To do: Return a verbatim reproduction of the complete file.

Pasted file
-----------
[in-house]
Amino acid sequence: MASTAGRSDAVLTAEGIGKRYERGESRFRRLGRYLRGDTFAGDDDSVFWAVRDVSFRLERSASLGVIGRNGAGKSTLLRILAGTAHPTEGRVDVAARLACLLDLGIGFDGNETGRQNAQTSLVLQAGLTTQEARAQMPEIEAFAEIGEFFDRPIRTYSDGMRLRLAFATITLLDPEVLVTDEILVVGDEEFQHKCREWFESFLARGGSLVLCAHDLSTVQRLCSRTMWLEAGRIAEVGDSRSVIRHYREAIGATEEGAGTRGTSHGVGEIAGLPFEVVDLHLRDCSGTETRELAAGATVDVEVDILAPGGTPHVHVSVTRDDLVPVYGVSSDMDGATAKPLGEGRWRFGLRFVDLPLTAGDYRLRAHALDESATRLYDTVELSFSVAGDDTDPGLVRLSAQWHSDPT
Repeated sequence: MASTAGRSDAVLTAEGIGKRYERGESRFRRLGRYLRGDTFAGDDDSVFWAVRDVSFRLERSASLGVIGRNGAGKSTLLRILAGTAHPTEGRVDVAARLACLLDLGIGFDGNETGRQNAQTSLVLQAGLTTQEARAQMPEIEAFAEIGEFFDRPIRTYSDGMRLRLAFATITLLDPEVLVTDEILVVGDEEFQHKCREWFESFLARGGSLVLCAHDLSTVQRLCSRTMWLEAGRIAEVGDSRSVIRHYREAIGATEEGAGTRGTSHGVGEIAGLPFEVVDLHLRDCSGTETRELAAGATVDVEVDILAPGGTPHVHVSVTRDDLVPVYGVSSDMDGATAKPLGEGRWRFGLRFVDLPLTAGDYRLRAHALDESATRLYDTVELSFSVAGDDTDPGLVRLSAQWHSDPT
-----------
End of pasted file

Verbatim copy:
[in-house]
Amino acid sequence: MASTAGRSDAVLTAEGIGKRYERGESRFRRLGRYLRGDTFAGDDDSVFWAVRDVSFRLERSASLGVIGRNGAGKSTLLRILAGTAHPTEGRVDVAARLACLLDLGIGFDGNETGRQNAQTSLVLQAGLTTQEARAQMPEIEAFAEIGEFFDRPIRTYSDGMRLRLAFATITLLDPEVLVTDEILVVGDEEFQHKCREWFESFLARGGSLVLCAHDLSTVQRLCSRTMWLEAGRIAEVGDSRSVIRHYREAIGATEEGAGTRGTSHGVGEIAGLPFEVVDLHLRDCSGTETRELAAGATVDVEVDILAPGGTPHVHVSVTRDDLVPVYGVSSDMDGATAKPLGEGRWRFGLRFVDLPLTAGDYRLRAHALDESATRLYDTVELSFSVAGDDTDPGLVRLSAQWHSDPT
Repeated sequence: MASTAGRSDAVLTAEGIGKRYERGESRFRRLGRYLRGDTFAGDDDSVFWAVRDVSFRLERSASLGVIGRNGAGKSTLLRILAGTAHPTEGRVDVAARLACLLDLGIGFDGNETGRQNAQTSLVLQAGLTTQEARAQMPEIEAFAEIGEFFDRPIRTYSDGMRLRLAFATITLLDPEVLVTDEILVVGDEEFQHKCREWFESFLARGGSLVLCAHDLSTVQRLCSRTMWLEAGRIAEVGDSRSVIRHYREAIGATEEGAGTRGTSHGVGEIAGLPFEVVDLHLRDCSGTETRELAAGATVDVEVDILAPGGTPHVHVSVTRDDLVPVYGVSSDMDGATAKPLGEGRWRFGLRFVDLPLTAGDYRLRAHALDESATRLYDTVELSFSVAGDDTDPGLVRLSAQWHSDPT